Saturday, June 30, 2018

Herpes and the Brain

As with everything else, there are trends in scientific research. Concepts like sustainability blossomed with climate change, and studies of the human microbiome exploded a decade ago.

The same can be said about disease research, driven by the number of diseases, both noncommunicable and infectious, that are currently lacking effective treatments options. It is easy to see "finding a cure" as the main goal of disease research, but that future-focused vision excludes individuals suffering in the present. A common trend in disease research now is long-term effects of disease, as in, what will happen when we are exposed to such pathogens or experience a disease for an extended period of time? Additionally, how do one-off infections change our health down the road, after the symptoms have come and gone?

Image borrowed from

It is especially interesting when pathogens overlap or influence noncommunicable diseases, as seen  with HPV and cancer, just to name one example. Recently, a relationship between specific Human Herpes Virus (HHV) strains (6A and 7) and Alzheimer's disease was "accidentally" discovered by researchers at Mt. Sinai's Icahn School of Medicine. Twice as much HHV was detected in brain tissue from individuals with Alzheimer's compared to brain tissue of those without Alzheimer's.

Although a direct link isn't clear, this is still an interesting finding. Yet, not a surprising one...

HHV-6 is a neurotropic virus, meaning it can invade nervous system. There are many viruses that are neurotropic, so it would be interesting to see if any of the others, like Japanese encephalitis virus, polio, and rabies (just to name a few) have similar influence on chronic disease down the road.

Image from Mayo Clinic Foundation for Medical Education and Research

HHV-6 is often acquired at a young age, producing a non-specific febrile illness and a rash, called "roseola". HHV-6 is spread through saliva droplets, similar to how a cold or flu are spread, so it is easy to imagine how so many young children acquire the infection. For many, the symptoms can look a lot like a seasonal flu infection with a rash, but it can also cause febrile seizures, encephalitis or intractable seizures. Many also suspect symptoms of chronic fatigue and extreme malaise.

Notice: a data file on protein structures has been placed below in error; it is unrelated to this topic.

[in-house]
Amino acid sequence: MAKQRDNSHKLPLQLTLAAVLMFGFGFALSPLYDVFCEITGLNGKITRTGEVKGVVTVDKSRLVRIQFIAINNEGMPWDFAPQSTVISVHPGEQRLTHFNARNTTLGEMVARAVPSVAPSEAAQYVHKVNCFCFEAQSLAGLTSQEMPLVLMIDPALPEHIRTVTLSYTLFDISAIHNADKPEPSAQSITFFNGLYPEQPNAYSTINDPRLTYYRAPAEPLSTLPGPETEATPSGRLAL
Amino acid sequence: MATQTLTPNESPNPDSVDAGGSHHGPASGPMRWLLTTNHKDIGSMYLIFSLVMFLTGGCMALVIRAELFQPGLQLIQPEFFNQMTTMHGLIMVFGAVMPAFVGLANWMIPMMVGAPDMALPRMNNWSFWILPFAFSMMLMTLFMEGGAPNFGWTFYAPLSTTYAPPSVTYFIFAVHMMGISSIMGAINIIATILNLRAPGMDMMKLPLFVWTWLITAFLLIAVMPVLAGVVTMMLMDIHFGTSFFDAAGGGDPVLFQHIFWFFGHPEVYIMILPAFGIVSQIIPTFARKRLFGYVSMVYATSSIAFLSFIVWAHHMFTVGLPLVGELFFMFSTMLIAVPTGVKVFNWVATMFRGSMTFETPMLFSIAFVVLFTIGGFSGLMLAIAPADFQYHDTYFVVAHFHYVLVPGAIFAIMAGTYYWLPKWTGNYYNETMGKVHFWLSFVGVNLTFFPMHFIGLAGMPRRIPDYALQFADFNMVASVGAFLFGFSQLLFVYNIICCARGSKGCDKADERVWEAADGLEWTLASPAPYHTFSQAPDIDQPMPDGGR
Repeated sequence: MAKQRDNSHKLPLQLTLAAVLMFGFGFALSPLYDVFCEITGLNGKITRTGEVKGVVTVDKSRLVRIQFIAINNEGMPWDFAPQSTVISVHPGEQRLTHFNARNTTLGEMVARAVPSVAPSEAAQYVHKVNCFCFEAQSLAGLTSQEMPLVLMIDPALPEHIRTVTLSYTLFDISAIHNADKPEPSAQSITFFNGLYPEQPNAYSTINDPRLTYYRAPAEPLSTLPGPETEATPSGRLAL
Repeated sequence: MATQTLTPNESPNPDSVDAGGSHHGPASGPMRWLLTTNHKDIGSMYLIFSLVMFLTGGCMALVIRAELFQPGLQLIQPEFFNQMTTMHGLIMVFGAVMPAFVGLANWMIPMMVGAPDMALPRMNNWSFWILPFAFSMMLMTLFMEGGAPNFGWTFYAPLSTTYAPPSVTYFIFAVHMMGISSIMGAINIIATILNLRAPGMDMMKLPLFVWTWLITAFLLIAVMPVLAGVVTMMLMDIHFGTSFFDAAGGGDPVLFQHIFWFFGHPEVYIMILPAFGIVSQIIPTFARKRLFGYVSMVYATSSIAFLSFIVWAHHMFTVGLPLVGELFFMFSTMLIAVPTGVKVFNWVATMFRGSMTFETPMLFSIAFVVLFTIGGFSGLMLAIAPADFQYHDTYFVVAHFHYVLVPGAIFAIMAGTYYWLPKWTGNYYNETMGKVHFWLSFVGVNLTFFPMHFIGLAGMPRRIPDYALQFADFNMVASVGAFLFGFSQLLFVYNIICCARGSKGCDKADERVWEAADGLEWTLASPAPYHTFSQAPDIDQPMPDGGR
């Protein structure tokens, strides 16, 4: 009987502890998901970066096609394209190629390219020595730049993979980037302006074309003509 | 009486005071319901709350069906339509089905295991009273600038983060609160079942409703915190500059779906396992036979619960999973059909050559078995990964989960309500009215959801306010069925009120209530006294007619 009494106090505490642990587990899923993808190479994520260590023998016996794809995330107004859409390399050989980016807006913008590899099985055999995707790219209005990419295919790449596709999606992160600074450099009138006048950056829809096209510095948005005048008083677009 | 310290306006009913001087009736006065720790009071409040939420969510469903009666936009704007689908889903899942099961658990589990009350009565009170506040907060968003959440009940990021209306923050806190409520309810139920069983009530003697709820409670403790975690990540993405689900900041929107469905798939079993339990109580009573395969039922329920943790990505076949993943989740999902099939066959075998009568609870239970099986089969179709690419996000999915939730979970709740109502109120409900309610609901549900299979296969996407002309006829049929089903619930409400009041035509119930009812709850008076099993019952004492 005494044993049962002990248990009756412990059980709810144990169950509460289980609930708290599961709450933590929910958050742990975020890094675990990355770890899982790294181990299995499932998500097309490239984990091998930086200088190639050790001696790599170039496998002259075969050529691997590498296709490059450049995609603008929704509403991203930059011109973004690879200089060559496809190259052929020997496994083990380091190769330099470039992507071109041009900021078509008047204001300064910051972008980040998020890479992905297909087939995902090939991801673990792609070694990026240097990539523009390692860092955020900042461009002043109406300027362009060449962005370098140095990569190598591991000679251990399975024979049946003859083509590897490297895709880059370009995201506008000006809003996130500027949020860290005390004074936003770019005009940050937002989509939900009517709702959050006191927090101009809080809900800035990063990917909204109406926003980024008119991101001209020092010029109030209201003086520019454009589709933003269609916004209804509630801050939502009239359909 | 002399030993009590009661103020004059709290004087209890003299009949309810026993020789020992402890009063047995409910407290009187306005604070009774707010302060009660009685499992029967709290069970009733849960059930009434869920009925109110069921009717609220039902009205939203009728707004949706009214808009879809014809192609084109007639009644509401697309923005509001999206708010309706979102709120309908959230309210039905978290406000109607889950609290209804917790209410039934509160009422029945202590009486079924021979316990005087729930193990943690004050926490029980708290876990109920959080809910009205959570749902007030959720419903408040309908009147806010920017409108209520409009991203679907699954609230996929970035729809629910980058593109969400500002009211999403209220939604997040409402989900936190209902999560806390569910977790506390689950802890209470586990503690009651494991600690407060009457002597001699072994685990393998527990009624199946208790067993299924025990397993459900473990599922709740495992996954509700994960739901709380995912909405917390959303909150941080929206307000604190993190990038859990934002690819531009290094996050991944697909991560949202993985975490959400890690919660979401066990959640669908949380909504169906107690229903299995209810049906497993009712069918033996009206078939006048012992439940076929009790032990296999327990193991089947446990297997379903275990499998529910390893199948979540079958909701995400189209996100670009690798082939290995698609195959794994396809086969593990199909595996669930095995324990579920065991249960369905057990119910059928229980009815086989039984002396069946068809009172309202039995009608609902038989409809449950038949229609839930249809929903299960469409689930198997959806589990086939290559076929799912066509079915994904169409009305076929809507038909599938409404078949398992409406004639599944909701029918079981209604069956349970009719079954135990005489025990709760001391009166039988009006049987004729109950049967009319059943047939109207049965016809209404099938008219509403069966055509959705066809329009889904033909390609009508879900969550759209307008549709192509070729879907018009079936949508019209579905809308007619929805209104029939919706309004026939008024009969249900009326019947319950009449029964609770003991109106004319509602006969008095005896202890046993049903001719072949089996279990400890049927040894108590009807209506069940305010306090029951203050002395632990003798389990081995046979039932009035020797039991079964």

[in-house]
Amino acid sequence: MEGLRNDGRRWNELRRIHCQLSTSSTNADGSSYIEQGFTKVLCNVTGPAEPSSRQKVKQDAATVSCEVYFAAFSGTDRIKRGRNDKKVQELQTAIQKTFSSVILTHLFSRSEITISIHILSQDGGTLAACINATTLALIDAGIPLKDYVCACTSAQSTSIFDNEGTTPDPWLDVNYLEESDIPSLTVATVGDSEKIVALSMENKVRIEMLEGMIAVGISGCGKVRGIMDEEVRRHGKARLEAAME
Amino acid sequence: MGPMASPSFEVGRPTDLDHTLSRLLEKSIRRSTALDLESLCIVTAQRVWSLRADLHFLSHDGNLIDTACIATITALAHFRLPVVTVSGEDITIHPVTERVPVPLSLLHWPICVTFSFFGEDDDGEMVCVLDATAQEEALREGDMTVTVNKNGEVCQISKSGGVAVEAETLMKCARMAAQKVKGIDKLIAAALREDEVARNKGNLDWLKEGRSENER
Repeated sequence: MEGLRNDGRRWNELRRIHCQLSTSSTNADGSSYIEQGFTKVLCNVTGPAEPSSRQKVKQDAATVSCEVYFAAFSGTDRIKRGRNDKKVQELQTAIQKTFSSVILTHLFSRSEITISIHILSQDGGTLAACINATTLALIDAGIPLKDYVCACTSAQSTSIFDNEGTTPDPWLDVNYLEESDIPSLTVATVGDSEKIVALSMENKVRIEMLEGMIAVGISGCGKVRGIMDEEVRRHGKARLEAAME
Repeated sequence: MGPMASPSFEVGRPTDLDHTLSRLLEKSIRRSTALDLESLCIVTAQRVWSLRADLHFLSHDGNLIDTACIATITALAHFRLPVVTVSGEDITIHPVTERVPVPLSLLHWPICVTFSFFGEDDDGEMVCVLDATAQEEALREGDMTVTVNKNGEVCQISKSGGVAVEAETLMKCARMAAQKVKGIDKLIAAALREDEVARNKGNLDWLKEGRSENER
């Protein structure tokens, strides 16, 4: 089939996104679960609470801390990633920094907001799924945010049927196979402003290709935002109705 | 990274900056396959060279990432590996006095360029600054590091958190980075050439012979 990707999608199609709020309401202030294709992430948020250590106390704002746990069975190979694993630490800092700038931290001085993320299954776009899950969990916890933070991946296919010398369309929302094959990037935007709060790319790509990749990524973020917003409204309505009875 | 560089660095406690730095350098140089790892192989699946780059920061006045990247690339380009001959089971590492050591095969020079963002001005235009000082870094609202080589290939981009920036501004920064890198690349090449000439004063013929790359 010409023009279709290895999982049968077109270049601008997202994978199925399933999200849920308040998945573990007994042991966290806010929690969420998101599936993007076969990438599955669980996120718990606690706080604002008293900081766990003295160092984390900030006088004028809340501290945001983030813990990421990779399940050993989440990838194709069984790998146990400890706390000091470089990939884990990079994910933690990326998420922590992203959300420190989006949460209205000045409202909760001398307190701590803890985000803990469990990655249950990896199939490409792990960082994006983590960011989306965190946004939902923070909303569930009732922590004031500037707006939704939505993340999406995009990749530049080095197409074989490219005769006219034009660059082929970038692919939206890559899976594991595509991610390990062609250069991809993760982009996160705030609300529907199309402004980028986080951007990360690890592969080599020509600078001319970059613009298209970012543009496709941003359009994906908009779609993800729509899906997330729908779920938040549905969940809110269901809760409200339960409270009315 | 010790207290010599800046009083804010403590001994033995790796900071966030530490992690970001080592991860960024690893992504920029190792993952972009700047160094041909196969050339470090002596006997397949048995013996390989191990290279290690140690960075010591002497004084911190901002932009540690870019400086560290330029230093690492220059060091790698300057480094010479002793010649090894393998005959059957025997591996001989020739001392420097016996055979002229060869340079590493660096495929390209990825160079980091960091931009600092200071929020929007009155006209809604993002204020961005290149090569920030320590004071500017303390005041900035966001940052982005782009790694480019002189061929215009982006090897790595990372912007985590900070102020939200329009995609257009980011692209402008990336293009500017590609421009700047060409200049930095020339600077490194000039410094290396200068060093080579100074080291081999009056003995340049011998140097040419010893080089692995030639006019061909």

The interesting thing about many herpes viruses is that after the initial infection, which may or may not cause symptoms, the virus experiences a period of latency, where it hides in a specific type of cell, before reactivation later in life. The type of cell that supports latency of the virus depends on the type of herpes virus, as they all have their own favorite. Some prefer nervous system cells, whereas others prefer cells of the immune system. According to Bjørn Grinde, HHV-6 prefers leukocytes, which play a large roll in inflammatory pathways and immune system function. Leukocytes can be trafficked across the blood brain barrier and into the central nervous system, which may be the way latent HHV-6A found its way into the brains of the Alzheimer's disease study at Mt. Sinai.

HHV-7 is also considered a roseola virus and causes similar symptoms in infants. HHV-7 prefers T-cells for latency (also according to Bjørn Grinde's paper... I am not a herpes researcher!), which are also critical cells for immune response. Similarly to HHV-6A, T-cells can cross the blood brain barrier, which may expose the central nervous system to latent HHV-7 virus.

Regardless of the molecular methods used, these viruses may contribute to the activation or progression of Alzheimer's disease. Pretty interesting!